An old and a new bridge span the Patapsco River, River Road and the CSX Railroad near the town of Sykesville. One opened last month and handles thousands of vehicles a day. The other dates to 1963 and sits idle, blocked from traffic and surrounded by newly seeded grass.
Unusable but unique, the 294-foot-long, 48-foot-wide older bridge "is staying put," said Michael Strong, the State Highway Administration's project engineer for the bridge.
The Maryland Historical Trust has deemed the 40-year-old span, with its innovative aluminum girder system, to be exceedingly rare and worthy of placement on the state's Historic Bridge Inventory. It is also nominated for the National Register of Historic Places.
Only six aluminum girder bridges were built in the United States. The one near Sykesville is the only one in Maryland.
But the aluminum girder bridge had to be replaced because of galvanic action where aluminum and steel come into contact, which caused the metal to deteriorate, state officials said.
The bridge is unsafe for vehicle traffic but safe for strolling, they said.
"We are putting up posts so no one can drive across, but nothing prevents walking across," said Jeff Roberts, a state bridge designer.
The town of Sykesville, which has a history of good stewardship of state property, is looking into what it might do with the abandoned bridge at its southern entrance, although it is technically located in Howard County.
"If anyone has any ideas what we can do with this bridge, I would be happy to champion those," said Mayor Jonathan S. Herman. "It is just sitting there looking silly alongside the other. How valuable is an aluminum girder bridge? How many people will come to Sykesville to see a bridge?"
Herman reviewed - then rejected - the few suggestions that have arrived at the Town House, seat of municipal government. A walking path that won't go anywhere beyond the 294 feet of concrete and a park and ride with no access to the highway seemed implausible.
The town has also heard a few other impractical proposals. At about 40 feet above the Patapsco River, the bridge is not high enough for bungee jumping nor is it sloped enough for skateboarding.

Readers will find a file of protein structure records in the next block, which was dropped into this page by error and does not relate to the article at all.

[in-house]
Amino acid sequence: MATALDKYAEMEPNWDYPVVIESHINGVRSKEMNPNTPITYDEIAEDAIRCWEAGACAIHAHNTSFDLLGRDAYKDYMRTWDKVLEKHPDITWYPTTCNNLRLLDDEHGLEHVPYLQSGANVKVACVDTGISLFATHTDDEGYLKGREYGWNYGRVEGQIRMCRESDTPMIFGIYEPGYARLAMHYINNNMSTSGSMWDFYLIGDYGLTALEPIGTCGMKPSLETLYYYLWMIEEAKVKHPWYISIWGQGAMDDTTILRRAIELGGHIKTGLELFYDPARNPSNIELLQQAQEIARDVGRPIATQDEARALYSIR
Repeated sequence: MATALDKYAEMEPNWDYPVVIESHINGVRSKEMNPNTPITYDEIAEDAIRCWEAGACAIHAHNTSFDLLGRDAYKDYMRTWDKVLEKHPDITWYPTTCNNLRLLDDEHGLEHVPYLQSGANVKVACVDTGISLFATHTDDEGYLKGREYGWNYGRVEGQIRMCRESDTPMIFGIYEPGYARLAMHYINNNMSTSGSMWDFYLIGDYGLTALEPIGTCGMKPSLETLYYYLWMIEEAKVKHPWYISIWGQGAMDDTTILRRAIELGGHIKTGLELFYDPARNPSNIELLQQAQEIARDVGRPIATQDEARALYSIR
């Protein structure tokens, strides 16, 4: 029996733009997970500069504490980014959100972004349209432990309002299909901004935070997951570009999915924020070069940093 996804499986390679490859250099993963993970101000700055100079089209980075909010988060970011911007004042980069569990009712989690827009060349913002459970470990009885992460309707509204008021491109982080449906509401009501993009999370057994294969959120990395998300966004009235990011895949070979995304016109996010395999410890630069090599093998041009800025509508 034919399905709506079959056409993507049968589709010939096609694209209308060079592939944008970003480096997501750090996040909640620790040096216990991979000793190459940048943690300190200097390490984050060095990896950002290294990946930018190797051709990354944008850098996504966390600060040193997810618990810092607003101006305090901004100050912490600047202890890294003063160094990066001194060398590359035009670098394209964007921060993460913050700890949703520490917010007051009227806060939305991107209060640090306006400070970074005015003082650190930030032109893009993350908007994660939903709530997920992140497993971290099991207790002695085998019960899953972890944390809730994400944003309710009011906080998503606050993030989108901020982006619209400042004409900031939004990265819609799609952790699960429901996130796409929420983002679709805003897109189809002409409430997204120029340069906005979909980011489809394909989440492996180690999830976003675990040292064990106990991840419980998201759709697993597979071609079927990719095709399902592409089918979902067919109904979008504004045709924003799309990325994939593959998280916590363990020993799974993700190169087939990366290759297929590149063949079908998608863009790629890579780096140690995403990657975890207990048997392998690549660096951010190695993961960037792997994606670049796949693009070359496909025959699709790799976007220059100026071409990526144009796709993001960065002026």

Since the town banned portable basketball hoops from its streets, several residents suggested pick-up games. Players would have about 14,000 square feet for lay-ups and long shots, but town officials felt those contests could distract passing cars.
And forget casting a line and fishing for trout.
"There is very little water below and a lot of big rocks," said Councilwoman Jeannie Nichols. "It is just not fishable. Perhaps somebody has an idea of what we could do, but I haven't heard it yet."
Nichols said she sees no need to preserve a deteriorating bridge that might create an eyesore at the gateway to Main Street.
Why not move it someplace where the public could see such an important structure, she asked. The state has moved a section of a historic drawbridge and displayed it at the Maritime Museum.
"It is not the architecture anyone cares about in this case, it is the building material," she said.
But the town will persist in what is all idle conjecture right now, said Herman.
In the past, the state has divested itself of property by deeding it to towns that have agreed to maintain it, including sections of roads, state officials said.
Until the state's budget crunch, the town was working on such a proposal that would allow it to take over maintenance of Main Street, also known as Route 851.
Sykesville's Gatehouse Museum was once the entry to Springfield Hospital Center, a state-owned facility for the mentally ill. The state deeded to the town nearly 100 acres with a dozen former hospital buildings that Sykesville plans to restore into a business and academic complex.
But geography could work against the town when it comes to a decision on the bridge.
The Patapsco River forms the boundary between Howard and Carroll counties. The bridge is located in Howard County, while the town lies in Carroll County.
"We can't do anything because it is not our bridge and it is not in the town," Herman said. "But we are trying to come up with a good idea."
Strong, the SHA engineer, gives the town credit for trying.
But, he added, "If there is any possible use for an old bridge, I don't know what it is."